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An Irish missionary once described how character is formed:
“Consider the walnut: If you compare a walnut with some of the beautiful and exciting things which grow on our planet, it does not seem to be a marvelous creation. It is common, rough, not particularly attractive and certainly not valuable in any monetary sense. Besides, it is small. Its growth is limited by the hard shell which surrounds it. The shell from which it never escapes during its lifetime.
“Of course, that’s the wrong way to judge a walnut. Break one open and look inside. See how the walnut has grown to fill every nook and cranny available? It had no say in the size or shape of that shell but, given those limitations, it achieved its full potential of growth.”
How lucky we will be if, like the walnut, we find ways to blossom and bloom in every crevice of the life that is given us.
Character is not an inheritance; each person must build it for themself. Character comprises many positive traits, as well as moral principles such as caring, cooperation, diligence, fairness, honesty, loyalty, patience, positivity, responsibility, reliability and unselfishness, to name a few.
It is how you conduct yourself as a person, demonstrating empathy and compassion, being accountable, giving credit where it is due, forgiving others, apologizing when you are wrong and just being helpful.
Let’s look at just a few others:
Dependability. You are there to support others and keep your promises. People can trust you to listen attentively and make rational decisions, while taking responsibility for your actions.
Kindness. Kind words and kind actions start with kind thoughts. We might be tempted to take a dramatically different approach in a hyper-competitive world. But that tactic doesn’t produce any winners. Funny thing about kindness: The more it’s used the more you have of it.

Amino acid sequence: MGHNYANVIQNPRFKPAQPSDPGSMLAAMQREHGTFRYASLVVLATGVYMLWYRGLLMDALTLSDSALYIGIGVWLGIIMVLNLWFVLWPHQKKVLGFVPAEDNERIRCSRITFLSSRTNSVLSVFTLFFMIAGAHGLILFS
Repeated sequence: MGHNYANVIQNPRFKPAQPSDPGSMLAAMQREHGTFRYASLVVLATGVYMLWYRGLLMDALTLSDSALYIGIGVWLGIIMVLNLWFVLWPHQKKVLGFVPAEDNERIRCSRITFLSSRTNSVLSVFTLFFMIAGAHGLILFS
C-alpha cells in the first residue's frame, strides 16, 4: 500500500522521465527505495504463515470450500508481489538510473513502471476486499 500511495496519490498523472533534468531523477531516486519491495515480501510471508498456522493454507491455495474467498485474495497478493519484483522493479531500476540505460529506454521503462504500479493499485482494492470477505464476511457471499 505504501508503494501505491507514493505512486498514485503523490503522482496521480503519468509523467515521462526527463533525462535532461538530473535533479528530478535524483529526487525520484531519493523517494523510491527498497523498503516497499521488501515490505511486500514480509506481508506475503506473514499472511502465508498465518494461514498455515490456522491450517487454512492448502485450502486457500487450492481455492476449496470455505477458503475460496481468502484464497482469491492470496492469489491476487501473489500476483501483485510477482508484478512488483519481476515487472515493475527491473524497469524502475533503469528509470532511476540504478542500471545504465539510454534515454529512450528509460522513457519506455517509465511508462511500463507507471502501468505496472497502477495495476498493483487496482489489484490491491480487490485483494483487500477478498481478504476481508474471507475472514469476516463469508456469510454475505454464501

Respectfulness. I learned long ago to be respectful or be regretful. There are four very important words in life – love, honesty, truth and respect. Without these in your life you have nothing.
Courage. It’s easy to be ordinary. Courage is what sets you apart from the crowd. Courage is one of the major human virtues. Courage is bravery, valor, standing up to danger, guts and nerve all rolled into one. I’m not a soldier, a policeman, a doctor or a relief worker. I’m a businessman. So what does courage have to do with running a business?
Plenty. Most folks’ daily lives are not filled with such dramatic challenges. We all face situations that require us to reach deep down within ourselves to do what is right, brave, and occasionally difficult. Courage can involve making decisions that are unpopular or time-consuming or even expensive.
Integrity. Doing the right thing is never the wrong thing to do. We have an epidemic of blaming others for mistakes, or worse, attempting a cover-up, rather than taking responsibility and swallowing a few bitter pills. We need to teach kids that their actions have consequences, and then apply those consequences. And we need to be prepared to forgive those who are truly sorry for their behavior, and not just because they got caught.
As I have said many times before: If you have integrity, nothing else matters. If you don’t have integrity, nothing else matters.
Legendary college basketball coach John Wooden said: “Be more concerned with your character than your reputation, because your character is what you really are, while your reputation is merely what others think you are.”
I like to say that reputation is precious. Character is priceless. Reputation is for time; character is for eternity.
The Lakota tribe of Native Americans believed there was a spirit of creation, an awesome force called “Wakan Tanka,” the Great Spirit. The Lakota have a story they call “The Seventh Direction,” and it goes like this:
After Wakan Tanka arranged the other six directions – East, South, West, North, Above (the sky) and Below (the earth), one direction was still left to be placed – the Seventh Direction. This was the most powerful, containing the greatest wisdom and strength, so Wakan Tanka wished to place it somewhere it could not easily be found. So the Seventh Direction was hidden in the last place humans usually think to look – in each person’s heart.
Mackay’s Moral: Good character is like good soup – it is usually homemade.
Reprinted with permission from nationally syndicated columnist Harvey Mackay, author of the New York Times #1 bestseller “Swim With The Sharks Without Being Eaten Alive,” “We Got Fired!…And It’s the Best Thing That Ever Happened to Us,” and “The Mackay MBA of Selling in the Real World.